ADDIS ABABA, Ethiopia (ILO News) – After four days of discussion, the International Labour Organization's Xth African Regional Meeting concluded today with a broad set of recommendations on putting employment at the centre of Africa's development strategies and strengthening the organization's role in poverty reduction on the continent.
Delegates agreed to activate the ILO's tripartite network to support the Extraordinary Summit on Employment and Poverty Alleviation in Africa to be convened by African Union (AU) Heads of State and Government in Burkina Faso in 2004. To that end, they called on the ILO to highlight examples of successful initiatives generating employment, so that the African leaders attending the Summit can concentrate on how to replicate and scale up action on poverty.
"The clear message coming out of our Addis Ababa meeting it is that tripartite members of the ILO pledge our full support to assisting the Summit in every possible way and ensuring its success", said ILO Director-General Juan Somavia. "The African-led development agenda, headed by the creation of decent jobs, is connecting with people's priorities and is a recognition of the essential link between jobs and poverty eradication."
Earlier in the week, Burkina Faso President H.E. Blaise Compaore addressed the meeting and stressed the ILO's critical role in contributing to the Summit as affirming the linkage between employment and the reduction of poverty in Africa.
In addition to expressing strong support for the preparations and follow-up to the Summit, the meeting's final statement - entitled " Decent Work for Africa's Development" - agreed on the priorities for action by the ILO to strengthen its role in Africa of the coming two to four years. The program of work is designed to further, through an integrated approach, the ILO's Decent Work agenda, which is rooted in the organization's strategic objectives of employment and enterprise creation, rights at work, basic social protection and social dialogue. Elements of the approach include the need to develop local markets, micro and small enterprises and cooperatives - with special emphasis on promoting employment among women and youth - and the upgrading of the informal economy to provide security to businesses and workers, improved social protection, and increased opportunities to raise productivity and sustain earnings.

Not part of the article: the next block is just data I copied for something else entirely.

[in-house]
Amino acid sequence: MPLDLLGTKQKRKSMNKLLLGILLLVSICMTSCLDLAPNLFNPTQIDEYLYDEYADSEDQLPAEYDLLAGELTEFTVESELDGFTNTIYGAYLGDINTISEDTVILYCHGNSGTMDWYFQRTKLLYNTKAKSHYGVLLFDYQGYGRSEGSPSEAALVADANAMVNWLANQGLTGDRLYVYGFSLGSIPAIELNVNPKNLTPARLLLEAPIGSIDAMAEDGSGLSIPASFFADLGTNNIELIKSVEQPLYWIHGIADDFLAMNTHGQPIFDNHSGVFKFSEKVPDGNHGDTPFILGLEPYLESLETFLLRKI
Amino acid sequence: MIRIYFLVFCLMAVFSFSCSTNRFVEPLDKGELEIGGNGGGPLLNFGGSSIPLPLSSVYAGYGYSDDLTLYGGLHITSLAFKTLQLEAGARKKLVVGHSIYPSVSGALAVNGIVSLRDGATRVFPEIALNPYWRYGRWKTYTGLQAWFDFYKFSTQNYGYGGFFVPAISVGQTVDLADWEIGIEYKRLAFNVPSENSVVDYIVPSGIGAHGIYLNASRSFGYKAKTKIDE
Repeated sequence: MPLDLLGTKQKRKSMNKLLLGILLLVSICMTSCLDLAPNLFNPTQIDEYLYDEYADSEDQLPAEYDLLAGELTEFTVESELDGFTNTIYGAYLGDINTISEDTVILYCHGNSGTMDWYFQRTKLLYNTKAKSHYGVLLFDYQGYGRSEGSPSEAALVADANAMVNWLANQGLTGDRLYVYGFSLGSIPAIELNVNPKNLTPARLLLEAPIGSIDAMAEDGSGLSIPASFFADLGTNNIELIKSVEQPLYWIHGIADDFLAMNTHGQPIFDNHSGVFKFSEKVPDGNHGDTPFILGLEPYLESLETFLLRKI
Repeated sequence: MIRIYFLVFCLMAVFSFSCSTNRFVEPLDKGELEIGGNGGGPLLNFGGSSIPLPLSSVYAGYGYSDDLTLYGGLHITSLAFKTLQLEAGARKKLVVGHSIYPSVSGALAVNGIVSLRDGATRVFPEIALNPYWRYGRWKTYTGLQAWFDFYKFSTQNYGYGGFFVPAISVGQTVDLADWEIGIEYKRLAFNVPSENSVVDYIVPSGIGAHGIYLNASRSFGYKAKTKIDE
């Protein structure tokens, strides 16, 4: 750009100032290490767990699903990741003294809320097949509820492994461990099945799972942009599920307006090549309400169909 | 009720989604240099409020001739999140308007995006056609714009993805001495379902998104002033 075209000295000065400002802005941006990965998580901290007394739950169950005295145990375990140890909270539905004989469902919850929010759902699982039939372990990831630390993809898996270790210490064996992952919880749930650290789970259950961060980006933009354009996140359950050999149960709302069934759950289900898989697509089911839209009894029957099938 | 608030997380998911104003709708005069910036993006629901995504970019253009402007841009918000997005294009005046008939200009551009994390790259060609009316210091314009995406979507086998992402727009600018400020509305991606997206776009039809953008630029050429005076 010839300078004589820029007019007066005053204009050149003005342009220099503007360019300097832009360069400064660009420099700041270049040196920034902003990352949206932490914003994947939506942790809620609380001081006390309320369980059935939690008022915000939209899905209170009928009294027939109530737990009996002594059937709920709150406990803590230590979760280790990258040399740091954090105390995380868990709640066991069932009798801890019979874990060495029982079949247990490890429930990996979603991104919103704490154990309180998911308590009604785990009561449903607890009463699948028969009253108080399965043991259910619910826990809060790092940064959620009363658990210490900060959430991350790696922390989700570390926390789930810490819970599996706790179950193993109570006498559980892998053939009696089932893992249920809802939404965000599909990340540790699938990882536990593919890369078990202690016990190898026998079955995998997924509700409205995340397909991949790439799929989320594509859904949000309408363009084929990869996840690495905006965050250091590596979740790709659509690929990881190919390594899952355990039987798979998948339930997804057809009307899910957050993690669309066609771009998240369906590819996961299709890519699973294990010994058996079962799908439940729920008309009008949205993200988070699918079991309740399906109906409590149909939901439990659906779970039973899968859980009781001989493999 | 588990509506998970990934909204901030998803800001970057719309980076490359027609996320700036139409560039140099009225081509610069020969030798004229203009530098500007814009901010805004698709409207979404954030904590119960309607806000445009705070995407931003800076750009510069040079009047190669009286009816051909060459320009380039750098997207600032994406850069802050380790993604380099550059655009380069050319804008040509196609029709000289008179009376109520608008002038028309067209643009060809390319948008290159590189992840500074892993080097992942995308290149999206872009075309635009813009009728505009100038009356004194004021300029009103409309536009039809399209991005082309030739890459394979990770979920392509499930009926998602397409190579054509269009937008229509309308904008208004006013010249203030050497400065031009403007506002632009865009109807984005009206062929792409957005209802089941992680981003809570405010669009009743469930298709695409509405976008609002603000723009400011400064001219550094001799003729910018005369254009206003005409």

With a large majority of Africa's poorest working families living in rural areas, delegates to the meeting also pointed to agriculture and related rural industries as vital to the enlargement of decent work opportunities.
Noting the value of autonomous, democratic and representative organizations of employers and workers to good governance and the efficient and equitable function of economies, delegates urged the forthcoming Summit to recognize the value of well-functioning mechanisms of social dialogue based on fundamental principles and rights at work. The meeting called on African governments and their development partners to ensure the greater involvement of these organizations as the representatives of main economic actors.
Delegates approved a resolution calling on African governments to support the efforts of employers and workers to combat HIV/AIDS by providing an enabling legal and policy framework for workplace action, measures to oppose stigma and discrimination, and the strengthening of national AIDS plans through the inclusion of a strategy for the world of work. The resolution also called on workers' and employers' organizations to increase their joint efforts to reduce the spread and impact of HIV/AIDS, and it called on the ILO to give greater priority to its efforts to combat the pandemic in Africa.
Noting that more than 300 million young
Africans will enter the labour force over the next
ten years, the delegates also approved a resolution
calling on the ILO to increase its focus on
promoting the employment of young people on the